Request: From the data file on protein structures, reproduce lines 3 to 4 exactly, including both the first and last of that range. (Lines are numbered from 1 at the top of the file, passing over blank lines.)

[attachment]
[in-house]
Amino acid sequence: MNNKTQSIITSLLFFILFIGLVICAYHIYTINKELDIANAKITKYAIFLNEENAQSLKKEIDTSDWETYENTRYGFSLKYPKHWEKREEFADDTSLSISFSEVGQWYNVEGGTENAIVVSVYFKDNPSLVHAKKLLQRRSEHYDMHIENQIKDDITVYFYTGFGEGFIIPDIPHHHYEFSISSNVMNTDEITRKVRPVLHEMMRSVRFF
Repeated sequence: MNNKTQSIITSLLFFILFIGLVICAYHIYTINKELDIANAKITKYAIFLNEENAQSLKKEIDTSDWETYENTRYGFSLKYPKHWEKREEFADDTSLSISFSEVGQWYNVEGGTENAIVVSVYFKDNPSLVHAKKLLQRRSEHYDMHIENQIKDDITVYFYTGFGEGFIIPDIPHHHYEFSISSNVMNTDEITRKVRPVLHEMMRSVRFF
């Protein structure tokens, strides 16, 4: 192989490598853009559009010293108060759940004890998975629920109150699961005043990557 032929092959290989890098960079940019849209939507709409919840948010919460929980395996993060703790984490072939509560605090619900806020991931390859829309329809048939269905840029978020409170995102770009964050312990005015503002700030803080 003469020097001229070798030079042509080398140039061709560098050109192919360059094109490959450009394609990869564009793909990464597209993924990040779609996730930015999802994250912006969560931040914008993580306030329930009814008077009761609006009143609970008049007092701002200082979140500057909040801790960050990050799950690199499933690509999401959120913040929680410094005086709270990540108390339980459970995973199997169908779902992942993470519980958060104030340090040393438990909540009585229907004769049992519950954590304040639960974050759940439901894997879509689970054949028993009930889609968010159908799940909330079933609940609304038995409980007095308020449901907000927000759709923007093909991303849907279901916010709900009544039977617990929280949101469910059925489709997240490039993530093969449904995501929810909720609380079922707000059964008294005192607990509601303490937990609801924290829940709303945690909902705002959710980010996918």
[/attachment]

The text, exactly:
Repeated sequence: MNNKTQSIITSLLFFILFIGLVICAYHIYTINKELDIANAKITKYAIFLNEENAQSLKKEIDTSDWETYENTRYGFSLKYPKHWEKREEFADDTSLSISFSEVGQWYNVEGGTENAIVVSVYFKDNPSLVHAKKLLQRRSEHYDMHIENQIKDDITVYFYTGFGEGFIIPDIPHHHYEFSISSNVMNTDEITRKVRPVLHEMMRSVRFF
């Protein structure tokens, strides 16, 4: 192989490598853009559009010293108060759940004890998975629920109150699961005043990557 032929092959290989890098960079940019849209939507709409919840948010919460929980395996993060703790984490072939509560605090619900806020991931390859829309329809048939269905840029978020409170995102770009964050312990005015503002700030803080 003469020097001229070798030079042509080398140039061709560098050109192919360059094109490959450009394609990869564009793909990464597209993924990040779609996730930015999802994250912006969560931040914008993580306030329930009814008077009761609006009143609970008049007092701002200082979140500057909040801790960050990050799950690199499933690509999401959120913040929680410094005086709270990540108390339980459970995973199997169908779902992942993470519980958060104030340090040393438990909540009585229907004769049992519950954590304040639960974050759940439901894997879509689970054949028993009930889609968010159908799940909330079933609940609304038995409980007095308020449901907000927000759709923007093909991303849907279901916010709900009544039977617990929280949101469910059925489709997240490039993530093969449904995501929810909720609380079922707000059964008294005192607990509601303490937990609801924290829940709303945690909902705002959710980010996918």